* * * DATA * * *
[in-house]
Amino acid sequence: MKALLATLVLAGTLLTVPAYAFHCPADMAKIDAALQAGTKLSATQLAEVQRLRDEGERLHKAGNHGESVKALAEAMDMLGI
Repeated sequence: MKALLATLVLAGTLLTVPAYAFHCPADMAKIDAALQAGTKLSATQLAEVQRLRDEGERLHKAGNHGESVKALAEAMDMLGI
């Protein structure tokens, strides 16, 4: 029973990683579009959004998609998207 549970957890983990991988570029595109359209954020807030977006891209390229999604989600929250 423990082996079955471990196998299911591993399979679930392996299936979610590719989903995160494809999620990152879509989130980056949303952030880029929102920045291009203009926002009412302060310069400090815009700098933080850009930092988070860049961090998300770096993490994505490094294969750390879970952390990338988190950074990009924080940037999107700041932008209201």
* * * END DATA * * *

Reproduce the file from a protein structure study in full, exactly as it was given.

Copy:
[in-house]
Amino acid sequence: MKALLATLVLAGTLLTVPAYAFHCPADMAKIDAALQAGTKLSATQLAEVQRLRDEGERLHKAGNHGESVKALAEAMDMLGI
Repeated sequence: MKALLATLVLAGTLLTVPAYAFHCPADMAKIDAALQAGTKLSATQLAEVQRLRDEGERLHKAGNHGESVKALAEAMDMLGI
């Protein structure tokens, strides 16, 4: 029973990683579009959004998609998207 549970957890983990991988570029595109359209954020807030977006891209390229999604989600929250 423990082996079955471990196998299911591993399979679930392996299936979610590719989903995160494809999620990152879509989130980056949303952030880029929102920045291009203009926002009412302060310069400090815009700098933080850009930092988070860049961090998300770096993490994505490094294969750390879970952390990338988190950074990009924080940037999107700041932008209201």